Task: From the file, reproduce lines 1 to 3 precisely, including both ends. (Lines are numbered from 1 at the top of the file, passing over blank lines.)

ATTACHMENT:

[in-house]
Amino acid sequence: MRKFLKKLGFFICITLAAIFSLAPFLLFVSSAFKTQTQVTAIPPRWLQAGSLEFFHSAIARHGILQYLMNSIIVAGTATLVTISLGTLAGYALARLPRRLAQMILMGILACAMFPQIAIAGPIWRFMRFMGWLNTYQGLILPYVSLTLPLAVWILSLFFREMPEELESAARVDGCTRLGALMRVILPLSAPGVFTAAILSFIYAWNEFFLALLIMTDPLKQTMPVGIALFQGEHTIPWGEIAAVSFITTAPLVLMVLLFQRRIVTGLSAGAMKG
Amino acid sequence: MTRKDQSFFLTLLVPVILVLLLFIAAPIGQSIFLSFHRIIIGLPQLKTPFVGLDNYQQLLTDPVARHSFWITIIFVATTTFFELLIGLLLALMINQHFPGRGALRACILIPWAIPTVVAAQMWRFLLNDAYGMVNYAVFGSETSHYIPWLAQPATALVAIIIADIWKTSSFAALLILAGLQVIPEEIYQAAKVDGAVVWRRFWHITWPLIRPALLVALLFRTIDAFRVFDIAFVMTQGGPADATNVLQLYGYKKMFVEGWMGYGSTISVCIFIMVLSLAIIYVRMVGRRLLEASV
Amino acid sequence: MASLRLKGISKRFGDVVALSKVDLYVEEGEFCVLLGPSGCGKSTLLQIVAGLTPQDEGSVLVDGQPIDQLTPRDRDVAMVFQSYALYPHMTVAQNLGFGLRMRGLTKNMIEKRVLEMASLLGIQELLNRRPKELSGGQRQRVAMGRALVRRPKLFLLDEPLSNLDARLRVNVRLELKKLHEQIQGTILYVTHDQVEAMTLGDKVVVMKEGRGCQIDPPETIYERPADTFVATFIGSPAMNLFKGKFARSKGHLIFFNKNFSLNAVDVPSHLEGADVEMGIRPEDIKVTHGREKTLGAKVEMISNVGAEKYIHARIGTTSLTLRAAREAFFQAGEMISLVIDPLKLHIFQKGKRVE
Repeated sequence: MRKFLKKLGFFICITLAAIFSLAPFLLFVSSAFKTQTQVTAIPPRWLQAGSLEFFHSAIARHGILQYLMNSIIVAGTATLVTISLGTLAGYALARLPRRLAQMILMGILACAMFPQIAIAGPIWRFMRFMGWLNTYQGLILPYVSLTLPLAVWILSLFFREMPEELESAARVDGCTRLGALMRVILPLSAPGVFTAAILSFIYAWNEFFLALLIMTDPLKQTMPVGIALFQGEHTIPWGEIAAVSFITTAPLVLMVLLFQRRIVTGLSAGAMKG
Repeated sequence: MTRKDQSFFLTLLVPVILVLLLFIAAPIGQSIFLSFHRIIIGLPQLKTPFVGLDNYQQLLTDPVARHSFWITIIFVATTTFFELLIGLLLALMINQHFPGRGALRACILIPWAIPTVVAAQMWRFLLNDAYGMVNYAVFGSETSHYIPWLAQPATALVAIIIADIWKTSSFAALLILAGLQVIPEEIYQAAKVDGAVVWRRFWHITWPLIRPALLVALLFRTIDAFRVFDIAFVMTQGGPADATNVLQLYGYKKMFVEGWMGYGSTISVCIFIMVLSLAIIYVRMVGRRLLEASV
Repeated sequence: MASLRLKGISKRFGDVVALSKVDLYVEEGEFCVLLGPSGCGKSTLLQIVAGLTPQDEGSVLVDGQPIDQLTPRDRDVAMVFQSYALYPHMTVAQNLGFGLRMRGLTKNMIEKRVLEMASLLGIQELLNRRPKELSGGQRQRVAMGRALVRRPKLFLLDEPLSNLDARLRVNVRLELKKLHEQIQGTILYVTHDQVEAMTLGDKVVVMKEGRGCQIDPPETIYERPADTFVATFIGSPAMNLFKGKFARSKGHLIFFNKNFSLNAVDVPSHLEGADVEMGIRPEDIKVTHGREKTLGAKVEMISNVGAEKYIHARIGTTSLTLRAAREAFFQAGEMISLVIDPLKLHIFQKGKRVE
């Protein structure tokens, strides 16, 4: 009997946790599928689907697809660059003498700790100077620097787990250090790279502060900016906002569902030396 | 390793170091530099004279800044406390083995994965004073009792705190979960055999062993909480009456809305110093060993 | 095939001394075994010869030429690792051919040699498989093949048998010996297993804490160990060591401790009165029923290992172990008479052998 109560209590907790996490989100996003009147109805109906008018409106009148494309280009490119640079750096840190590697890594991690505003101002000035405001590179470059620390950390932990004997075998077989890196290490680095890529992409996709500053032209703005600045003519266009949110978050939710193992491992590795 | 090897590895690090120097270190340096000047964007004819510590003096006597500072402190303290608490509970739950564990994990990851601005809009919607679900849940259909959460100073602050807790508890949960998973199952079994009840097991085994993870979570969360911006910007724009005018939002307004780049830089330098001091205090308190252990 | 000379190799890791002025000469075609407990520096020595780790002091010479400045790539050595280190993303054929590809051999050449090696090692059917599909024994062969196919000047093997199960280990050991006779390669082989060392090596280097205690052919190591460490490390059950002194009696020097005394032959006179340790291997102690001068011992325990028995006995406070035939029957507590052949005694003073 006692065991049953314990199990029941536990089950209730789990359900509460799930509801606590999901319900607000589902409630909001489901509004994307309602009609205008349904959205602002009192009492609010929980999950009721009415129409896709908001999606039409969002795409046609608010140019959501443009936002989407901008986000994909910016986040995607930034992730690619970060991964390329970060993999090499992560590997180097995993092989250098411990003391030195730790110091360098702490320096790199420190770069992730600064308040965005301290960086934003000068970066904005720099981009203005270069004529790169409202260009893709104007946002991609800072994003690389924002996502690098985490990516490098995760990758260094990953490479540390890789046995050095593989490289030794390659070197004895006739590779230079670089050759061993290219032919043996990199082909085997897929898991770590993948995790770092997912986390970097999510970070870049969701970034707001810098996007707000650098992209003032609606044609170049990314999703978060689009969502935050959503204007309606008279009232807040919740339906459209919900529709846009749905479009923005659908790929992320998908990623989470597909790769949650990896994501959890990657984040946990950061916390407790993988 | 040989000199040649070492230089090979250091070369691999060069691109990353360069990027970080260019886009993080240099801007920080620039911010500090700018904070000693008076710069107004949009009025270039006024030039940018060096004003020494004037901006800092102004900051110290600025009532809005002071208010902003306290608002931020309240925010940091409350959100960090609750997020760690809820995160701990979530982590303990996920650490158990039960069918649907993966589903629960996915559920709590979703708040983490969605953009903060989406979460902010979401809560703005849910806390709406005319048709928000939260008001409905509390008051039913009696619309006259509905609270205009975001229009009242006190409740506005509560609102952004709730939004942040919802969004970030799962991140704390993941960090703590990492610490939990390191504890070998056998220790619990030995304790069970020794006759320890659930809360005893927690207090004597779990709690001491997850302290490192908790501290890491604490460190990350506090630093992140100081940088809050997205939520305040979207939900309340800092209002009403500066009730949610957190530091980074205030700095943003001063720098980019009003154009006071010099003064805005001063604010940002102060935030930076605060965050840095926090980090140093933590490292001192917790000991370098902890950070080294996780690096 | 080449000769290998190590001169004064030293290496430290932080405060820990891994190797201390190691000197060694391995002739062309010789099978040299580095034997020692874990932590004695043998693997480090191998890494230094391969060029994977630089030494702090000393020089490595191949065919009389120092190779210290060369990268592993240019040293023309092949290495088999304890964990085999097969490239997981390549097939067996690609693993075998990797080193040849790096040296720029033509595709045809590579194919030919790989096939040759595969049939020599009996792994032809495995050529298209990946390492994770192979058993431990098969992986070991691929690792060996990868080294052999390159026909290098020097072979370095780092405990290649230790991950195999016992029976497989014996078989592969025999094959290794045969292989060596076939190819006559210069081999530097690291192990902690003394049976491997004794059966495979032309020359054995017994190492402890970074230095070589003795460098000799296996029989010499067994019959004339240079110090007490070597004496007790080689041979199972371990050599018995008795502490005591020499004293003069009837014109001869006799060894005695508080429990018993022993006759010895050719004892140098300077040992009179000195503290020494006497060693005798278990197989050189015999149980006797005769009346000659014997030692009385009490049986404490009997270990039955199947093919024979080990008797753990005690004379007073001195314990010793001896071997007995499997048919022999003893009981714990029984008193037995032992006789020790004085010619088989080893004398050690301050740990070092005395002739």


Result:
[in-house]
Amino acid sequence: MRKFLKKLGFFICITLAAIFSLAPFLLFVSSAFKTQTQVTAIPPRWLQAGSLEFFHSAIARHGILQYLMNSIIVAGTATLVTISLGTLAGYALARLPRRLAQMILMGILACAMFPQIAIAGPIWRFMRFMGWLNTYQGLILPYVSLTLPLAVWILSLFFREMPEELESAARVDGCTRLGALMRVILPLSAPGVFTAAILSFIYAWNEFFLALLIMTDPLKQTMPVGIALFQGEHTIPWGEIAAVSFITTAPLVLMVLLFQRRIVTGLSAGAMKG
Amino acid sequence: MTRKDQSFFLTLLVPVILVLLLFIAAPIGQSIFLSFHRIIIGLPQLKTPFVGLDNYQQLLTDPVARHSFWITIIFVATTTFFELLIGLLLALMINQHFPGRGALRACILIPWAIPTVVAAQMWRFLLNDAYGMVNYAVFGSETSHYIPWLAQPATALVAIIIADIWKTSSFAALLILAGLQVIPEEIYQAAKVDGAVVWRRFWHITWPLIRPALLVALLFRTIDAFRVFDIAFVMTQGGPADATNVLQLYGYKKMFVEGWMGYGSTISVCIFIMVLSLAIIYVRMVGRRLLEASV